The ubiquity of robots in factories and industry has led to a familiarity with robots as a tool of automation. Rapid technological advancements have allowed many manufacturing sectors to rely on robots for everyday tasks. PricewaterhouseCoopers estimates that up to 45% of work activities can be successfully automated. The impact robots can have on a company’s operation is well-established. By now, many executives have heard of SCARA or Polar robots, and they are aware that these advanced machines can increase their performance and production. What other robots are out there, and how can they benefit your business? In this article, we’ll take a look at the top six types of industrial robots currently on the market.

What are the Major Types of Industrial Robots in 2020?

All robots perform the same standard functions: They use sensors to detect changes in their environment and manipulators to interact with their surroundings. Robots typically perform two primary tasks: harvesting and positioning. How they do this, though, is as varied as the tasks to which they are assigned.

Articulated Robots

Articulated robots are the most common types of industrial robots. They comprise a mechanical configuration that resembles a human arm. With the use of articulated joints with multiple degrees of freedom, the arm provides a large range of movement. Articulated robots with six degrees of freedom are the most common. Other types may only have four degrees of freedom or even fewer.

Advantages: High speed, large work envelope for minimal floor space. Easy to align with multiple planes.

Disadvantages: Requires a dedicated robot controller, complicated programming, complicated kinematics.

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Cylindrical Robots

Cylindrical robots have at least one rotary joint at the base and at least one prismatic joint connecting the links.  With their pivoting shaft and extendable arm, they can move vertically and horizontally by sliding. They offer both linear movement and rotary movement about the vertical axis. The compact design of the effector allows the robot to reach tight workspaces without any loss of speed. Cylindrical robots are mostly used in simple applications, like pick-and-place, where rotary motions must be incorporated.

Advantages: Simple operation and installation. Minimal assembly. Robots can reach in 360-degrees from base. Requires minimal floor space and can handle heavy payloads.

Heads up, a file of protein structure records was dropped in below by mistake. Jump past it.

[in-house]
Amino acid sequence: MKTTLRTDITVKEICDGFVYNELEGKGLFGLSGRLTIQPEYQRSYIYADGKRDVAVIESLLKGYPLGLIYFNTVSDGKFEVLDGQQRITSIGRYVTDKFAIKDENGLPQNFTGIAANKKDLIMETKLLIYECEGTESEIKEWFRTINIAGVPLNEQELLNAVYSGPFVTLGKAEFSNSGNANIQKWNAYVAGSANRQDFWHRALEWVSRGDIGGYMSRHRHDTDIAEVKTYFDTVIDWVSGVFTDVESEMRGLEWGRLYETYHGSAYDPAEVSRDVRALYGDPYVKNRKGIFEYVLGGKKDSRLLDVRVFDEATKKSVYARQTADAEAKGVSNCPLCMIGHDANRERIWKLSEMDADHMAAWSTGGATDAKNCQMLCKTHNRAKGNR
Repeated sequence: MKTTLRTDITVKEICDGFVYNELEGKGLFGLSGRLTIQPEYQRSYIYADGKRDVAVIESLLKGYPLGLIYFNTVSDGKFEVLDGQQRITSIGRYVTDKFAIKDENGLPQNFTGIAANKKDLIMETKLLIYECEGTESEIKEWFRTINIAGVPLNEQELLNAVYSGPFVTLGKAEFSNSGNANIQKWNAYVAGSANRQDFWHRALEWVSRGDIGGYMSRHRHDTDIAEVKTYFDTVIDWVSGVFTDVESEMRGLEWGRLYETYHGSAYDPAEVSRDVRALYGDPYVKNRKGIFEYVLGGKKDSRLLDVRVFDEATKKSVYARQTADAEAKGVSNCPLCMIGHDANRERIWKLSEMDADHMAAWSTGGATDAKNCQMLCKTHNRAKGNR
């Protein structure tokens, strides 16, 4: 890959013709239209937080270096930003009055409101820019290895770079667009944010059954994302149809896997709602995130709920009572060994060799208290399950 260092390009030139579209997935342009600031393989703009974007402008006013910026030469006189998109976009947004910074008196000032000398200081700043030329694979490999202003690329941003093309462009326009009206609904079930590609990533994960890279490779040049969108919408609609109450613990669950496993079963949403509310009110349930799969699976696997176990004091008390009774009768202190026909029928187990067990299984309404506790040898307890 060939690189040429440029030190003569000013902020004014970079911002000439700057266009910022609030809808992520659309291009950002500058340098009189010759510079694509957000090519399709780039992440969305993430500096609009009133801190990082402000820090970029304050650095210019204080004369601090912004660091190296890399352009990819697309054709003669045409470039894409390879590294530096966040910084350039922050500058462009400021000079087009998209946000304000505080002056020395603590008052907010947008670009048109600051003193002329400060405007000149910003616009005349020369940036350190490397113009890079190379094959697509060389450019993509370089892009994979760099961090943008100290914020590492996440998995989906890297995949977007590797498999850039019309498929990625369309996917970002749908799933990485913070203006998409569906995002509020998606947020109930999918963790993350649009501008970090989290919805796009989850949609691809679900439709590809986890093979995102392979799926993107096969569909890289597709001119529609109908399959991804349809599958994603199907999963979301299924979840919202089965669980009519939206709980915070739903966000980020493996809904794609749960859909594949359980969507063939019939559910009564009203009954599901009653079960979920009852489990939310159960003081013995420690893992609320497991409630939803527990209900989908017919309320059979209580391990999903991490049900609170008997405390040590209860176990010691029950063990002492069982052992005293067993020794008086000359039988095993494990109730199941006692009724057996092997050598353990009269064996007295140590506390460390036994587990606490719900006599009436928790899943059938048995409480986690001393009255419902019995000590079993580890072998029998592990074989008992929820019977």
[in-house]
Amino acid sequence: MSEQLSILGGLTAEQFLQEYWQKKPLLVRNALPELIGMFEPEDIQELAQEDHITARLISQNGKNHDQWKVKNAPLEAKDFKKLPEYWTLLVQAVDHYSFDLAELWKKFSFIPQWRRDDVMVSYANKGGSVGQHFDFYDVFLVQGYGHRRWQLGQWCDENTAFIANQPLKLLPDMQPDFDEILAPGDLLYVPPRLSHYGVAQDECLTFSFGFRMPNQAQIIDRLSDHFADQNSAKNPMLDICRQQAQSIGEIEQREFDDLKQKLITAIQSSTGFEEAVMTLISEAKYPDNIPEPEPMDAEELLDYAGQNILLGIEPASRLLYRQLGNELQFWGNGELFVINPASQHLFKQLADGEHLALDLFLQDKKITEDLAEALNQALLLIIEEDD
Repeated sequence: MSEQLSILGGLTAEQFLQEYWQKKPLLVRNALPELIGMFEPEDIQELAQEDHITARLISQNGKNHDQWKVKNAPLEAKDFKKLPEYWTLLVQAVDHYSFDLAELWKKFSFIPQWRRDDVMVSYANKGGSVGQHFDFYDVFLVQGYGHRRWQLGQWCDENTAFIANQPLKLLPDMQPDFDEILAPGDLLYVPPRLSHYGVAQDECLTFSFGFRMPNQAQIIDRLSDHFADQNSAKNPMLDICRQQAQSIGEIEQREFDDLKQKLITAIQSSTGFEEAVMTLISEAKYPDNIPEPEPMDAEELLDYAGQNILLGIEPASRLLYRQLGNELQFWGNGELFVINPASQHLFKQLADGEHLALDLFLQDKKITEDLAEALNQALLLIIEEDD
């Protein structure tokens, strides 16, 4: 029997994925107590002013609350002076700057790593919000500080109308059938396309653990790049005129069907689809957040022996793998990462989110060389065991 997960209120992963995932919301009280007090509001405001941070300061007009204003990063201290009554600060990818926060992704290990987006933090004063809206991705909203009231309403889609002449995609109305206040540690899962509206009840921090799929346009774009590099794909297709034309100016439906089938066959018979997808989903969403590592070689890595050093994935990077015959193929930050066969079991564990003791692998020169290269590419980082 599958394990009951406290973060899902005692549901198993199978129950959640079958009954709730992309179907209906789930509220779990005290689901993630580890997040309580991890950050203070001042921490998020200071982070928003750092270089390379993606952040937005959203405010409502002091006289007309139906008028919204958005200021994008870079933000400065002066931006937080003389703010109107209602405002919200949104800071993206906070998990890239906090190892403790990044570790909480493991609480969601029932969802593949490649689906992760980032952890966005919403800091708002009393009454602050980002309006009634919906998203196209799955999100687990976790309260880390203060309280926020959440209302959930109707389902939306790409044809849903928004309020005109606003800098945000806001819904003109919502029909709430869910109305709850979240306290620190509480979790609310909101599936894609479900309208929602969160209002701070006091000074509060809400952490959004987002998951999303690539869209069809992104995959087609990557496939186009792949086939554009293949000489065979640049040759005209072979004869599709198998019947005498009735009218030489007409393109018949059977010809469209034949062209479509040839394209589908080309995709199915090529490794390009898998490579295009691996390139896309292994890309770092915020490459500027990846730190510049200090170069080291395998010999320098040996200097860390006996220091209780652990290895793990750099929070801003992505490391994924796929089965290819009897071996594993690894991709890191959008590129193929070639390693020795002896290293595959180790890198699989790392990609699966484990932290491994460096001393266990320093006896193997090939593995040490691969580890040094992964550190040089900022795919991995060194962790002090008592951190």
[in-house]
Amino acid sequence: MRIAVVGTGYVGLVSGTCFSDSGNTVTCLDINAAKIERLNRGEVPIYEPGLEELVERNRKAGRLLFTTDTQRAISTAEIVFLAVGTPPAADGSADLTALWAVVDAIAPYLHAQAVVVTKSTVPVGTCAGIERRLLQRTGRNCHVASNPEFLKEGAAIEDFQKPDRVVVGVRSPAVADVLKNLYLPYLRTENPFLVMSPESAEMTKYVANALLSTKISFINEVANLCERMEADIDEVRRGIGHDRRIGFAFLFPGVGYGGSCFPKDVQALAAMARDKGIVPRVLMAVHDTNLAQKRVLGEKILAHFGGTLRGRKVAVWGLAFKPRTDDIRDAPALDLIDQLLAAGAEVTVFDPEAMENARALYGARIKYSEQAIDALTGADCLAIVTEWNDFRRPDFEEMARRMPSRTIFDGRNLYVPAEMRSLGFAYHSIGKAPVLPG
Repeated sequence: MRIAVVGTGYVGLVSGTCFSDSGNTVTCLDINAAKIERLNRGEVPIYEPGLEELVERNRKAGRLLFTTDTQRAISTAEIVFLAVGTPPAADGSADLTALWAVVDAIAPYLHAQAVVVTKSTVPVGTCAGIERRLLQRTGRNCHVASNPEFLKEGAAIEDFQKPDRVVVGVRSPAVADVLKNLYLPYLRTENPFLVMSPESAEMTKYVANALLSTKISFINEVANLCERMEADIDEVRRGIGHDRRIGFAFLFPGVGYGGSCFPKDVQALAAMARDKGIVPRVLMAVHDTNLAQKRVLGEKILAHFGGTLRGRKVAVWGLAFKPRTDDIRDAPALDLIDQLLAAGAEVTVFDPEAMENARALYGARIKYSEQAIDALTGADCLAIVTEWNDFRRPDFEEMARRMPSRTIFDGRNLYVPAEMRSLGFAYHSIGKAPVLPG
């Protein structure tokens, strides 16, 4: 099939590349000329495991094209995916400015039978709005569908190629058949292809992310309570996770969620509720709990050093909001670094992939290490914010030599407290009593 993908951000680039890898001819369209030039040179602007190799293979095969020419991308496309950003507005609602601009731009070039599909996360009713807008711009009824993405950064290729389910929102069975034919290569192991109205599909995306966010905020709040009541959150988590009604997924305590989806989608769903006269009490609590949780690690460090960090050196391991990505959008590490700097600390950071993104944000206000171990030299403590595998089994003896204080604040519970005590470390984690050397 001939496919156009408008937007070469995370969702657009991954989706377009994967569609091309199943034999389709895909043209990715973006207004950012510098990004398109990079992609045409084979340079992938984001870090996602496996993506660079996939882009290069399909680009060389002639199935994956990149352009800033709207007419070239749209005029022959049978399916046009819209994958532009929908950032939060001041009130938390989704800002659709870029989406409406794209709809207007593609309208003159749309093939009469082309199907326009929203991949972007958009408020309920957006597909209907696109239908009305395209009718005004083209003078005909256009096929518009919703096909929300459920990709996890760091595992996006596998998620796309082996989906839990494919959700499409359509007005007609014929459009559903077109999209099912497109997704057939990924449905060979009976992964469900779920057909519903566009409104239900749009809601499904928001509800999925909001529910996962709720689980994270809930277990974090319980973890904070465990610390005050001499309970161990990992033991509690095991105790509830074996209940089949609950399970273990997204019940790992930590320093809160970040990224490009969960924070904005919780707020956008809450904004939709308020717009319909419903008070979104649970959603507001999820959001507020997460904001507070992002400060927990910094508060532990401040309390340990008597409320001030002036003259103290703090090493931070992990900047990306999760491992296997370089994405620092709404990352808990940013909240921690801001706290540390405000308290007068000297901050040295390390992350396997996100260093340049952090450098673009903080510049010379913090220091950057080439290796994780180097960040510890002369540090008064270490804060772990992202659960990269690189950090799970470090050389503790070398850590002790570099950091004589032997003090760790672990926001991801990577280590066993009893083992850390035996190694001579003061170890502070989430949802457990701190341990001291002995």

Disadvantages: Doesn’t do well with obstacles. Low accuracy in direction of rotary motion.

Cartesian Robots

Cartesian robots are also called rectilinear or gantry robots and have a rectangular configuration. These types of industrial robots deliver linear motion by sliding on its three perpendicular axes (X, Y, and Z). Due to their rigid structure and configuration, they can carry heavy loads. They can also be used to perform pick-and-place tasks, loading and unloading, material handling, and even high precision operations. Most 3D printers operate on gantry systems.

Advantages: Provides high accuracy with simple operation. Easy to program offline and highly customizable. Able to handle heavy loads. Relatively inexpensive.

Disadvantages: Requires large operational and installation area. Complex assembly. Movement limited to only one direction at a time.

SCARA Robots

SCARA stands for Selective Compliance Assembly Robot Arm. These robots consist of two parallel joints that provide motion in one isolated plane. The rotary shafts are positioned vertically, and the end effector moves horizontally. SCARA robots excel in jobs that require precise lateral movements, and they are ideal for assembly applications. SCARA robots are suited to pick-and-place or assembly operations where high speed and high accuracy are required. SCARA robots move quickly and integrate into existing infrastructure more easily than cylindrical and cartesian robots.

Advantages: High speed, excellent repeatability, large workspace.

Disadvantages: Requires a dedicated robot controller, limited to planar surfaces, hard to program offline.

Learn more about Scara Robots >>

Polar Robots

Polar robots are the veterans of the robot world. They are one of the first types of robots developed and are still popular today. The axes of the robot are combined to form a polar coordinate system, which allows the robot to have a spherical work envelope. Polar robots are commonly used for die casting, injection molding, welding, and material handling.

Advantages: 360-degree range of motion. Large work volume. Require minimal floor space.

Disadvantages: Short vertical reach, low accuracy, and low repeatability in the direction of rotary motion. They require a sophisticated control system.

Delta Robots

Delta robots are also called parallel-link robots. They consist of parallel joint linkages connected to a common base. Delta robots are especially useful for direct control tasks and high maneuvering operations (such as fast pick-and-place jobs). Delta robots make clever use of the mechanical advantage of four-bar linkage systems.

Advantages: Very high speeds are attainable. High operational accuracy.

Disadvantages: Complicated operation and requires a dedicated robot controller.

As you can see, many industrial robot options exist on the market. In addition to the autonomous models listed, you might find collaborative robots fit your automation needs better. Collaborative robots come in the same basic types included in this article, but are designed to work directly with human operators.

The most important thing is to know before selecting your robot is what tasks you need it to perform, and how you want it to integrate into your existing infrastructure. For help selecting the best robot for you, check out some of our other articles on Our robotic integrators will help you choose the right automation tools for your company.